4 Quick Tips on Using Correct Verb Tense for APA Style
A common concern for many doctoral candidates writing their dissertation is using the correct verb tense. The APA Style Guide (6th edition) provides a section on “Smoothness of Expression.”
by Michael Premo, Writing Coach
For some, the section on verbs in the APA Style guide is relatively vague and confusing, which is surprising when you consider the level of your education.Eventually, the section on verb tense will make sense, become more intuitive, but you should rely on a more definitive understanding and the tips below will help you.
TIP #1: Remember The Basics
The key is to keep every sentence within a paragraph in agreement. If the first sentence is in present tense, then the entire paragraph should be in present tense. This is especially important to remember because your Chapter 1 is going to be a jumble of verb tenses:
Stick with these verb tenses and make sure they stay in agreement throughout the paragraph. Just remember that you can describe research findings without using past tense verbs, because you are synthesizing the information.
TIP #2: Prior to IRB Approval
Prior to IRB approval, your dissertation is a study proposal. Because of this, you will be using the future tense in chapter 1 and chapter 3.
One exception to the first tip above is that a paragraph can start in present tense and have sentences in the future tense. Future tense is used prior to IRB approval to describe the study’s intentions. Here’s an example:
Student persistence is a primary concern for many school districts throughout the United States. This study will explore students’ resourcefulness through their ability to overcome barriers to learning. The findings will show how students adapt using coping mechanisms or other processes to overcome challenges.
Using the past tense in the first sentence is too much of a temporal leap and “violates” the smoothness of expression.
TIP #3: Citing Research
You can cite your research using the following tenses: present, present perfect, and past. These are the most common verbs used for academic writing. The trick here is to know when and how to use them properly. Here’s a breakdown for each one:
Present – Typically, present tense describes research findings from multiple researchers that are synthesized (paraphrased) to make strongly worded statements. For example: Urban and rural school districts still face problems with persistence (Fullan, 1992; Wexworth et al., 2017).
Past – For writing about others’ research, you’ll want to place it into past tense. Most of your literature review will be in past tense. This is easy to remember because their research was done in the past. For example: Despite recognizing a lack of parity within the organization, a significant gap remined with regard to compensation and promotions (DesRoches et al., 2010).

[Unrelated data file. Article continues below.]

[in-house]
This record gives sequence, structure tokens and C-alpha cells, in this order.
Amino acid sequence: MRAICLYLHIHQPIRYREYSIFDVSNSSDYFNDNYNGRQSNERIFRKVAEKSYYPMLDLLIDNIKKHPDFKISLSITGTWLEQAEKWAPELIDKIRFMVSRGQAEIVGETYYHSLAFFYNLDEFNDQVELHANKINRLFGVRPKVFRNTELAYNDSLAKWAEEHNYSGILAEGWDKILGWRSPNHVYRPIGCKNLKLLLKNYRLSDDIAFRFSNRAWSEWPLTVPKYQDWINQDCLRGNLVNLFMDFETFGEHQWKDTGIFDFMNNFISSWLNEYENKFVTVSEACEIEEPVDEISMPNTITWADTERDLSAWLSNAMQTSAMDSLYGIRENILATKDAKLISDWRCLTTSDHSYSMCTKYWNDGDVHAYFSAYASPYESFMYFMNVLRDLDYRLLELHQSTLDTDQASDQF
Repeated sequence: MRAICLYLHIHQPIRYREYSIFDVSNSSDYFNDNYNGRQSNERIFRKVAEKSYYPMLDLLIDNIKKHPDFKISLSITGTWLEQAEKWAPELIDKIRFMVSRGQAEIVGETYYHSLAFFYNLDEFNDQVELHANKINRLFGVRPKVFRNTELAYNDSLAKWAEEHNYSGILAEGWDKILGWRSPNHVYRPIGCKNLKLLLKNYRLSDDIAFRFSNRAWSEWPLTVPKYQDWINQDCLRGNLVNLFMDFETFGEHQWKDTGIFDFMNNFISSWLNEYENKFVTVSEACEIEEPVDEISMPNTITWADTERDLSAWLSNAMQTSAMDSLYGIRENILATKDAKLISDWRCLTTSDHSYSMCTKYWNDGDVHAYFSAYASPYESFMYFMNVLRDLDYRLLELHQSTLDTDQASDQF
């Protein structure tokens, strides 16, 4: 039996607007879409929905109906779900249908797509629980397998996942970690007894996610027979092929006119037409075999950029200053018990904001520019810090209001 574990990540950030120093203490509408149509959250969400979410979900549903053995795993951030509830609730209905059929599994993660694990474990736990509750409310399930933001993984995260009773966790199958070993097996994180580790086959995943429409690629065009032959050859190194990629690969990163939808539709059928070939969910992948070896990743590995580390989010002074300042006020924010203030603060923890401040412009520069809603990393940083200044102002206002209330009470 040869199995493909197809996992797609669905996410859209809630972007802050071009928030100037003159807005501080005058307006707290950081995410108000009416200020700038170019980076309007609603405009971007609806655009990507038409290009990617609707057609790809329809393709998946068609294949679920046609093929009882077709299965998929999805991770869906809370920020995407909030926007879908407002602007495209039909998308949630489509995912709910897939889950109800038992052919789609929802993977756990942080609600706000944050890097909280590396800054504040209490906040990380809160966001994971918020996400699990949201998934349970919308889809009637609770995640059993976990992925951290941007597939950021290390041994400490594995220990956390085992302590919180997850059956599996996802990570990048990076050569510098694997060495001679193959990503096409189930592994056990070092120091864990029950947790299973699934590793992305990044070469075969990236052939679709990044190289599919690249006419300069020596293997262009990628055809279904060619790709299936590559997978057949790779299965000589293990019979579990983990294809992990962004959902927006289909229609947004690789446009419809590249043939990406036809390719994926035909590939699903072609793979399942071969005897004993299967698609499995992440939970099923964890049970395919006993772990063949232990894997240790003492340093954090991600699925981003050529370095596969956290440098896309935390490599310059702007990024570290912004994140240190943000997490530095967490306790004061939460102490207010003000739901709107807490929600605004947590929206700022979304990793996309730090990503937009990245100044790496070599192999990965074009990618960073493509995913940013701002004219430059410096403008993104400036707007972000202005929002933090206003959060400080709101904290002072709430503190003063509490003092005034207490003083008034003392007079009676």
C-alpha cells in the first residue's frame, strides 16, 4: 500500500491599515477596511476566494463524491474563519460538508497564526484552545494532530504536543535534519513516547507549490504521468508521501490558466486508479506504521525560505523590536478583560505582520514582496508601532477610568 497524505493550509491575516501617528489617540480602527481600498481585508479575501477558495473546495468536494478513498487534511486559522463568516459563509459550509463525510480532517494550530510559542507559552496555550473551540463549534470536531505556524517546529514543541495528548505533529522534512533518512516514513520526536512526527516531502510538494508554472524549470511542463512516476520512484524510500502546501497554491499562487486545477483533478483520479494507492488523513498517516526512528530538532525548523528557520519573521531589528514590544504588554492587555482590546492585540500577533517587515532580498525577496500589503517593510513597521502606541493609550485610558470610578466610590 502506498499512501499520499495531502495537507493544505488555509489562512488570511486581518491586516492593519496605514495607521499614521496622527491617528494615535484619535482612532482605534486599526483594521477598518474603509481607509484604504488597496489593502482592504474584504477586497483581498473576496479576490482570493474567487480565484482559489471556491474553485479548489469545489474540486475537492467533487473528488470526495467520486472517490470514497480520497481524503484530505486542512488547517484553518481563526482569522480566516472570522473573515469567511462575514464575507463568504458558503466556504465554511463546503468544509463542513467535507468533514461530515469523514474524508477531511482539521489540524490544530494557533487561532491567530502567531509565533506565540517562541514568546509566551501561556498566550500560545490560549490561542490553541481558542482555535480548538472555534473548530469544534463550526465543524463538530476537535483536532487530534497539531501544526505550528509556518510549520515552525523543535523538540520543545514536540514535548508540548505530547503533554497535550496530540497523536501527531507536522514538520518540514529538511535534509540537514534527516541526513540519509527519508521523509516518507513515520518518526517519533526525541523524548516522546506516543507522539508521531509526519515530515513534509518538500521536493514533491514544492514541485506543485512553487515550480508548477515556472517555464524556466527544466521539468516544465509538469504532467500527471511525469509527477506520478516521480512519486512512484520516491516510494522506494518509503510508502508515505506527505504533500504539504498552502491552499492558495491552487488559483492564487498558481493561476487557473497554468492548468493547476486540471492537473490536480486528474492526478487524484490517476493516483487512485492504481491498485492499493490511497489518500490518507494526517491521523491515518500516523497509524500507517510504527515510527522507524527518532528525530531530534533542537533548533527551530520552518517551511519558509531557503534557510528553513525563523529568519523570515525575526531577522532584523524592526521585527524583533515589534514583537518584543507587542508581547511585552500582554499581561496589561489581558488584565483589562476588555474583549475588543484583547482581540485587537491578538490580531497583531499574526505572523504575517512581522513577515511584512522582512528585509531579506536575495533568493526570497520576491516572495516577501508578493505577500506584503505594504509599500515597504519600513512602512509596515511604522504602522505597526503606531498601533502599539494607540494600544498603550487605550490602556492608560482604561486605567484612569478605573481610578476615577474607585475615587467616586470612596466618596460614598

Present Perfect – When to use present perfect (has + simple past) tends to be ambiguous, because it doesn’t indicate a specific time. The result of this means that the action could have occurred multiple times in the past. This verb form is especially useful for citing multiple studies. For example: Over the past four decades, the observations of transitioning elementary students have found that educators need to be aware of individual needs while addressing the needs of the classroom (Aiken, 2002; Bandura, 1977; Wentzel et al., 2010).
Tip #4: Findings and Discussion
Your findings happened in the past, but the implications and conclusions you draw from them are in the present. So, keep your Chapter 4 in past tense and Chapter 5 will go back and forth between past and present depending upon the subsections. Also, in your discussion, you’ll be comparing past research with your own findings, which leads to the careful use of past tense and present perfect.
It’s a Process
When writing your dissertation, remember that it’s a process; you start with a draft and revise frequently. Getting the words and information on page is critical, so don’t worry about verb tense agreement until you’re ready to edit your work.
As a writing coach, I’ve worked with individuals throughout the United States to help them write and refine their dissertations. Verb tenses is only one of many complexities when it comes to writing your thesis. If you’d like to know more about how I can help you, just send me an email so we can clear up any confusion or obstacles that you may be having.
Writer. Editor. Project manager. Researcher. Collaborator. Graduate of the Spalding University Masters in Fine Arts with an emphasis in Fiction. Theory junkie. Avid reader. University of Iowa (BA '97).
Michael's unique ability is to understand and write to the audience for any business application or ghostwriting project. It's his passion for writing that keeps him learning more-and-more every year. He is a member of the Association of Writing Professionals, and fully versed in Associated Press (AP) and American Psychological Association (APA) writing guides.